Request Demo

    The increased diversity and division in our culture these days makes empathy and compassion in the workplace an even more critical skill for employees and employers to develop. Without empathy and compassion, the workplace would be an emotional battlefield where no one would feel safe to share their ideas or concerns, ask for what they need to improve their work or have a healthy work-life balance for fear of being fired. Empathy and compassion are the cornerstones of creating a work environment that promotes healthy interaction, positive morale, and a sense of feeling valued in the workplace. In fact, according to research conducted by McKee, David, Chaskalson, and Chussil in 2017, increased empathy impacts our work effectiveness, improving our skills as workers and managers.

    The general consensus among researchers is that empathy is the ability to sense another person’s emotions and imagine what someone else might be thinking or feeling. Empathy is the foundation of compassion, which is defined as the concern for the suffering or misfortune of others and a desire to alleviate that suffering. In other words, empathy is identifying and sympathizing with what the other person may be experiencing and feeling, while compassion is the act of helping that hurting person either physically and/or emotionally.

    Many corporations have been utilizing employee training with a focus on developing the five components of emotional intelligence: self-awareness, self-regulation, motivation, empathy, and social skills. The Oxford Dictionary defines emotional intelligence as: "The capacity to be aware of, control, and express one’s emotions, and to handle interpersonal relationships judiciously and empathetically." Although empathy is not an attribute that all people are born with, it is a skill that can be learned by using self-awareness and mindfulness to notice how our beliefs, attitudes, and behaviors affect those around us. Empathy is also gained through the process of reading non-verbal cues, such as facial expressions, tone of voice, and body language.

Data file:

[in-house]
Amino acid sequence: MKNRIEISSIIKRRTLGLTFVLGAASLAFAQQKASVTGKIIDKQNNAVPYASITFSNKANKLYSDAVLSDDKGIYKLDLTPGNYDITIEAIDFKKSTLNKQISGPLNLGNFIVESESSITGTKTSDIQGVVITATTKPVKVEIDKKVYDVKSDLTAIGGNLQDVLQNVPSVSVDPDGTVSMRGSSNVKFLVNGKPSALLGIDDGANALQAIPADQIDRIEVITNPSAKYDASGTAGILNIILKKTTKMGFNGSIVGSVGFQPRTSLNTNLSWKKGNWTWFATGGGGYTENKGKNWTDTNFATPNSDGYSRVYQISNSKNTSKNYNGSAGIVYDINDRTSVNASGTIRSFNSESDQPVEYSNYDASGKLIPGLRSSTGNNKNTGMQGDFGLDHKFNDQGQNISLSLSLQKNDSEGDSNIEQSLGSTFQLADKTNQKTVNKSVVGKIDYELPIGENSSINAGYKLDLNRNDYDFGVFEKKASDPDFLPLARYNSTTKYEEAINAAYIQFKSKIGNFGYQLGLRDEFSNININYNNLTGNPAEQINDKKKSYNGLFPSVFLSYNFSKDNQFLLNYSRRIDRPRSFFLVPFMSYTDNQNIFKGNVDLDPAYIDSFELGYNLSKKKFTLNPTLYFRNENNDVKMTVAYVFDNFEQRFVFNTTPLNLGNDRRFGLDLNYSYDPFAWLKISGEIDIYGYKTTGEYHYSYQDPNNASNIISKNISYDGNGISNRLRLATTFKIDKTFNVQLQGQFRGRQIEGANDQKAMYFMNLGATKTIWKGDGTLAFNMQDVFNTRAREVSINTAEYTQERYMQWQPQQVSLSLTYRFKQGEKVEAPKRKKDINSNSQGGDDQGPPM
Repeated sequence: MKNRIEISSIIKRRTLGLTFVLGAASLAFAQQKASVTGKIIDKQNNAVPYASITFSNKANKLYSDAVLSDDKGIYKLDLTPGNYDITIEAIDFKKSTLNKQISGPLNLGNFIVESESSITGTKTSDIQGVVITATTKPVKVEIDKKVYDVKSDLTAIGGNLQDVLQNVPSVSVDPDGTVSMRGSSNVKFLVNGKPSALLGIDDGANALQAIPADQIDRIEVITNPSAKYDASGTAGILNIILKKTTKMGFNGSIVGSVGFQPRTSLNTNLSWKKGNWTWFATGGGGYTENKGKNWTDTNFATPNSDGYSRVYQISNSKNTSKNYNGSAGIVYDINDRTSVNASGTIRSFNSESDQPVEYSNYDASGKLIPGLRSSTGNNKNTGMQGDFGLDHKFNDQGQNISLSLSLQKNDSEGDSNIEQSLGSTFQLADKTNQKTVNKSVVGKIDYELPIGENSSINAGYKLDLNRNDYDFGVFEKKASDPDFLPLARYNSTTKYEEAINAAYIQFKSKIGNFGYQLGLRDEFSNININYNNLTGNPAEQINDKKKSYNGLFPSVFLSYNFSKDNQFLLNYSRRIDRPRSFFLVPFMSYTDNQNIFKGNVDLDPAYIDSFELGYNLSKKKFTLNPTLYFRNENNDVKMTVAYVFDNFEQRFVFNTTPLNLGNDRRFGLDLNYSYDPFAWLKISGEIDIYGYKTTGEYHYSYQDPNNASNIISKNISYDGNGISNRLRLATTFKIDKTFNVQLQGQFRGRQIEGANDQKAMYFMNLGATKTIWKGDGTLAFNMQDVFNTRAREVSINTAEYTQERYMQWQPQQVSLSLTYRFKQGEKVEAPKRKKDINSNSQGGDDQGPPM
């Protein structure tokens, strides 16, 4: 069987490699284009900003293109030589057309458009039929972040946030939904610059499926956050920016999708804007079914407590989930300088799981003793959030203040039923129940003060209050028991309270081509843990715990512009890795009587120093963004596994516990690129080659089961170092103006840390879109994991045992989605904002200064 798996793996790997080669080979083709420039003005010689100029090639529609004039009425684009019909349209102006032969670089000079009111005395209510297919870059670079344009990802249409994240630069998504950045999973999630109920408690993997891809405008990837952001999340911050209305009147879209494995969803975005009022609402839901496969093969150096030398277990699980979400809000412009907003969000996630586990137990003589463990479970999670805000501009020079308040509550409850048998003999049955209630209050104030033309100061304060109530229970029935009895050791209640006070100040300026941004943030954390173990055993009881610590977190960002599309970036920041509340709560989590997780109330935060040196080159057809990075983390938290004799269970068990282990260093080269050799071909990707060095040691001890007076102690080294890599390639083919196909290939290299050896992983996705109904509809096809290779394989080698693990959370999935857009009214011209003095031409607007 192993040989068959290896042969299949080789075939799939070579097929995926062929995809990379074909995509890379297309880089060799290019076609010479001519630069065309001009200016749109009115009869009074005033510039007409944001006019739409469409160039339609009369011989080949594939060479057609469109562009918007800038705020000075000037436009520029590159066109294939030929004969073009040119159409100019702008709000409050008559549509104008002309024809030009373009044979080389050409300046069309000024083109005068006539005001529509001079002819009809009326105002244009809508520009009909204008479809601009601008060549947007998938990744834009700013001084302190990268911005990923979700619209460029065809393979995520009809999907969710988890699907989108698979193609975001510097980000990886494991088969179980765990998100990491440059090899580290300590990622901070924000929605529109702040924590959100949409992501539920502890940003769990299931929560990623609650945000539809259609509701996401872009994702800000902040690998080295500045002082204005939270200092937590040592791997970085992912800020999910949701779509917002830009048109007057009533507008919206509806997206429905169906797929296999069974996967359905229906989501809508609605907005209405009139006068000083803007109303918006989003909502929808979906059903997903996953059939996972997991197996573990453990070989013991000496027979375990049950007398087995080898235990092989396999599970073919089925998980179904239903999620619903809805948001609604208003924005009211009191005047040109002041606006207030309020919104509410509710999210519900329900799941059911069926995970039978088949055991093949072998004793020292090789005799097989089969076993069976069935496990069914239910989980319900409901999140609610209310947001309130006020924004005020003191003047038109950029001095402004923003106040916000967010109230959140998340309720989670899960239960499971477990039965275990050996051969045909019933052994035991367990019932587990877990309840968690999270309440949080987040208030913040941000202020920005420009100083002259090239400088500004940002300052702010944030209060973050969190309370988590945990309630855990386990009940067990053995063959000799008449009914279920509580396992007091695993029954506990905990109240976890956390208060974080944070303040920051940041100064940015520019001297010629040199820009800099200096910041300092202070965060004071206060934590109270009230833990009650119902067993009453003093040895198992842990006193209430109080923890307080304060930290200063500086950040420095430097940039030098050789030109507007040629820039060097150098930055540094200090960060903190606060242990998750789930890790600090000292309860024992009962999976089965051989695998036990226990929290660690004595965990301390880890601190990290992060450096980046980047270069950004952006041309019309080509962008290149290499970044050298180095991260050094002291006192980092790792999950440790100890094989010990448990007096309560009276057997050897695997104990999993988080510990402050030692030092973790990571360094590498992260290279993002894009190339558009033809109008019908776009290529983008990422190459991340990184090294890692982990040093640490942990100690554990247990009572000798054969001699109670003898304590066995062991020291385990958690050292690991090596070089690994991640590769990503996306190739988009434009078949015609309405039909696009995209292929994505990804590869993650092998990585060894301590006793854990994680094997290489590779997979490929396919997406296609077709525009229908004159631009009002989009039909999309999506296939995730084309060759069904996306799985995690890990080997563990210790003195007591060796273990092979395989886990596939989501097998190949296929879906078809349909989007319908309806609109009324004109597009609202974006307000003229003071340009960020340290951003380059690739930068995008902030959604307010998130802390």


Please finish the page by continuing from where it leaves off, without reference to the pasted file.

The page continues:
According to, there are eight strategies for developing empathy.

    Strategies for Developing Empathy

    1. Cultivate curiosity about the people you interact with who may come from different religious, ethnic, or political backgrounds.
    2. Step outside your comfort zone and learn something new, which can foster feelings of humility and lead to empathy.
    3. Ask for feedback from others regarding your active listening and relationship skills, and identify areas that you can improve.
    4. Examine how your biases impact your capacity to empathize when you make judgments about others who are different than you.
    5. Spend time with others who you usually don’t connect with and practice active listening to help you "walk in their shoes."
    6. Practice having difficult but respectful conversations with those who have different points of view by listening without interruption and being open to new ideas.
    7. Work on a shared cause with people different than you. Research has shown this can help to heal differences and remove biases.
    8. Expand your reading and expose yourself to different points of view through a variety of articles, books, and newspapers.

    As we become more mindful of how we treat others, we can take responsibility for doing our part to create a more accepting and validating environment in the workplace. Developing the skill of empathy, which is a necessary step to compassion, is crucial to promoting the evolution of a supportive and thriving workplace atmosphere.

    Other posts you might be interested in

    View All Posts